VIA| Each year during Memorial Day weekend, nearly one million motorcyclists and spectators participate in the Rolling Thunder “Ride for Freedom” in Washington, D.C. to honor our nation’s fallen and missing heroes — and each year since 2002, one dedicated Marine stands in the middle of the parade to salute the riders.
For the past 16 years, Staff Sgt. Tim Chambers has stood in the middle of 23rd Street near the Lincoln Memorial and Vietnam Wall where he shows his appreciation to each passing rider, many of whom served in the U.S. Armed Forces themselves.
However, the patriotic demonstration in 2016 was particularly awesome, as Chambers brought along a special guest — his bride.
Chambers and Lorraine Heist exchanged vows and toasted the crowd with cans of Budweiser on Sunday, May 29, 2016 in the Marine’s usual 23rd Street spot just before the annual Rolling Thunder ride commenced, according to The Daily Wire.
The excitement of getting married didn’t stop Chambers from taking on his role as “The Saluting Marine,” and this time, he was joined by his wife who also waved at the passing riders with appreciation for their patriotism.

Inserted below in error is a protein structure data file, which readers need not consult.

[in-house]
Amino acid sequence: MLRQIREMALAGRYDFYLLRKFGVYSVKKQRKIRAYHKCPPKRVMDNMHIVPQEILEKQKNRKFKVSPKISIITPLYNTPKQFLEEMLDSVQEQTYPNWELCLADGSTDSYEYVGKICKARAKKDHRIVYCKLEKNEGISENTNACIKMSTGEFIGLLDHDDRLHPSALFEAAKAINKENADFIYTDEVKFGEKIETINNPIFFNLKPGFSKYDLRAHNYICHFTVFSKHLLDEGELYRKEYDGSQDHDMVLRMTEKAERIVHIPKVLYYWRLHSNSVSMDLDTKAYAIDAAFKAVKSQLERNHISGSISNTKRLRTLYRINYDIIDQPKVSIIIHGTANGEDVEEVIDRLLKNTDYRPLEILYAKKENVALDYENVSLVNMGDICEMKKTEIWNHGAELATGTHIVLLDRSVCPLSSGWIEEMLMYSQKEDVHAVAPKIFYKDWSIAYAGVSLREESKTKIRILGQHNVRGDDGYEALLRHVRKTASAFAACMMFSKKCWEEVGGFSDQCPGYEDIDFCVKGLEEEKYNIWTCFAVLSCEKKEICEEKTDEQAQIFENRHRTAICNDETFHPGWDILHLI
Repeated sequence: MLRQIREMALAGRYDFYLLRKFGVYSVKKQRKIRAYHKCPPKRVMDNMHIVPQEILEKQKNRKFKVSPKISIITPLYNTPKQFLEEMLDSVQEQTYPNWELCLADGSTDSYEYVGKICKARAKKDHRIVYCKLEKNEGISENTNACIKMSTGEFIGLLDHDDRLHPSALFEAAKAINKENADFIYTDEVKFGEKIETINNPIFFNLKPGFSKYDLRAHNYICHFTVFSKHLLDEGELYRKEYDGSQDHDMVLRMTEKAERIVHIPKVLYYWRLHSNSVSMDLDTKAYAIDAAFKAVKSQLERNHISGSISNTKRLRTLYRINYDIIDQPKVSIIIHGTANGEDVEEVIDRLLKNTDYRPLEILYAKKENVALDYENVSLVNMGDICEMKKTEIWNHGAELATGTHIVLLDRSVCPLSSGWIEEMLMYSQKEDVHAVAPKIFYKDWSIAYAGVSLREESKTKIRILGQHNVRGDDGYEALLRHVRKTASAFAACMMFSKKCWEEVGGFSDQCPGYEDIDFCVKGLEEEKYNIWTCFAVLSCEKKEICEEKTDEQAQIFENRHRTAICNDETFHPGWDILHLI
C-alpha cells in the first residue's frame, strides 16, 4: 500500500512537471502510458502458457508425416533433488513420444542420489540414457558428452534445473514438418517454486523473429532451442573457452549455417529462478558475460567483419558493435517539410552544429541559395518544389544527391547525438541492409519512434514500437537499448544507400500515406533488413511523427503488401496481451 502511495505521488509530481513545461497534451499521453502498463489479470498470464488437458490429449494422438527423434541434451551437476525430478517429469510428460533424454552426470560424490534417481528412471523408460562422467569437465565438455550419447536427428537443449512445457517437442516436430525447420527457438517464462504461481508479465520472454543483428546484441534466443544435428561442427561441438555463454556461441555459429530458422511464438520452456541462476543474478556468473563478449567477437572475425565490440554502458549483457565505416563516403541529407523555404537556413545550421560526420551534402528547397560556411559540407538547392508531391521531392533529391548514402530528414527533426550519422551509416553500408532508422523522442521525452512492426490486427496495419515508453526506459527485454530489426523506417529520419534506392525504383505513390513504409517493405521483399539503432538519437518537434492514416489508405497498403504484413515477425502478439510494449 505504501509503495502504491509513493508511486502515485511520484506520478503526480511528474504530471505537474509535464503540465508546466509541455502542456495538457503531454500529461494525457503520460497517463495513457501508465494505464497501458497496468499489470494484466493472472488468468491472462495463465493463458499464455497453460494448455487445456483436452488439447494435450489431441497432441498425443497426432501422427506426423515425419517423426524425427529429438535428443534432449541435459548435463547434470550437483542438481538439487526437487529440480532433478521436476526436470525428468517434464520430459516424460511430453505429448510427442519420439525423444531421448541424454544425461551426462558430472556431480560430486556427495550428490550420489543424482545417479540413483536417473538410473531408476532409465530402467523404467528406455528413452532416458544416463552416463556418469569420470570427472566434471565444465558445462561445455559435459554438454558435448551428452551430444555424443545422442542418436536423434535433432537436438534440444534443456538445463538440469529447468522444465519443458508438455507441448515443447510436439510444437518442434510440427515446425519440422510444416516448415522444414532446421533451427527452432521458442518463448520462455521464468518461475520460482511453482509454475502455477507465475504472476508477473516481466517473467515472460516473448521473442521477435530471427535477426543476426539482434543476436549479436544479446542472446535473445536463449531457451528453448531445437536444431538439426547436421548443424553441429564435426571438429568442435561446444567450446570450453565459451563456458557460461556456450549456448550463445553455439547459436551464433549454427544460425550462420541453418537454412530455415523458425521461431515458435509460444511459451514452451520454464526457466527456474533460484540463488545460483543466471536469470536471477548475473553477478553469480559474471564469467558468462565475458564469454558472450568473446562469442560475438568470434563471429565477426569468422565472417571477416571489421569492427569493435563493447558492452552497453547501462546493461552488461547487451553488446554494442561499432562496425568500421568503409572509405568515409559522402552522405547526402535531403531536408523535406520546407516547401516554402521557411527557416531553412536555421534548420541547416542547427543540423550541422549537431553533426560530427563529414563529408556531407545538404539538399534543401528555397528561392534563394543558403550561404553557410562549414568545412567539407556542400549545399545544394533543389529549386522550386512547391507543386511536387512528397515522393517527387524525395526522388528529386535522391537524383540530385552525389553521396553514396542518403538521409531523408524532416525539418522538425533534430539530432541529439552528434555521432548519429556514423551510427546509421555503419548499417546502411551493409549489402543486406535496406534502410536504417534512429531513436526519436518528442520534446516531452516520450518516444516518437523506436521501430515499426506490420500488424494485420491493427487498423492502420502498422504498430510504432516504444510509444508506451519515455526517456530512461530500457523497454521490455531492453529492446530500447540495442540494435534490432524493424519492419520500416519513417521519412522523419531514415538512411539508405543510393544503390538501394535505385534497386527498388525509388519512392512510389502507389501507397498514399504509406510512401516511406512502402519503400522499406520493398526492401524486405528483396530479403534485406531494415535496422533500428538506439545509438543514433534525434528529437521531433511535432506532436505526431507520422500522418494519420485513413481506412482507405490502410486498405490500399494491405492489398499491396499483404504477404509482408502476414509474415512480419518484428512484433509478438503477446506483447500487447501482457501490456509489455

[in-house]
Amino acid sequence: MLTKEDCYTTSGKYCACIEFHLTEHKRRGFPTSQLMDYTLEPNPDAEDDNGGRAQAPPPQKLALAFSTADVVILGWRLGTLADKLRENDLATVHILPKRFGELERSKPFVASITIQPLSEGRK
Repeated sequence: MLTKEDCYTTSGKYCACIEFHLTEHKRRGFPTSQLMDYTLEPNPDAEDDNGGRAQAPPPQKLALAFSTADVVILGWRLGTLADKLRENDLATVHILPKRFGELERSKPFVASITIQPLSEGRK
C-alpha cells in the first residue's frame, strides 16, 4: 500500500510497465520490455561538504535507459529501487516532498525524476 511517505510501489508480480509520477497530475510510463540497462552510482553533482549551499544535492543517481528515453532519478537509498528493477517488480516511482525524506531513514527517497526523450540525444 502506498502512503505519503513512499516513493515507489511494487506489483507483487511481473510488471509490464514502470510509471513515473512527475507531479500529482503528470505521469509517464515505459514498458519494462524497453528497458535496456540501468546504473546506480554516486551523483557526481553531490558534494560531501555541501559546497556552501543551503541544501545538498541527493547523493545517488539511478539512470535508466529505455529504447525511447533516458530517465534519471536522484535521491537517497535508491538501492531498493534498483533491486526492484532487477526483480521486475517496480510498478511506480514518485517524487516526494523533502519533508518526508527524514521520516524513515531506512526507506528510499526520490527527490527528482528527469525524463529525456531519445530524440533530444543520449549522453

“For me, this annual POW/MIA demonstration is all about doing what is right for the men and women who were sent to war and never came home and the families left behind,” Chambers wrote in a special piece for the Washington Times. “We owe nothing less than accountability and closure.”
The Marine explained how he “accidentally” found out about the Rolling Thunder in 2001 when he was stationed at the Pentagon and visited the Korean War Veterans Memorial during Memorial Day weekend.
The next year, Chambers returned to the same spot in full dress and walked around thanking veterans and families for their sacrifices, but he wanted to do more.
“I marched into the middle of the street and popped up the salute,” he said. “The riders passed by me on both sides, and soon I could see tears running down some of their cheeks. I was reaching them.”
Even when he became weary, as the ride can last up to five hours, Chambers remained standing and saluting — acknowledging a “sacred connection” between him and each biker.
“At the end of my first salute in 2002, hundreds of veterans thanked me for giving them a ‘welcome home’ they never received,” he said.
A widow whose husband had committed suicide after he returned home from war was participating in the parade that year and stopped to hug Chambers’ wife.
“She informed Lorraine that she was standing for her!” the Marine wrote about the encounter on his website. “Very powerful and put it in perspective for both of us.”
He also noted that his bride looked “so amazing” in her wedding dress and said he was “so lucky” to have a woman who supported his efforts as the Saluting Marine.
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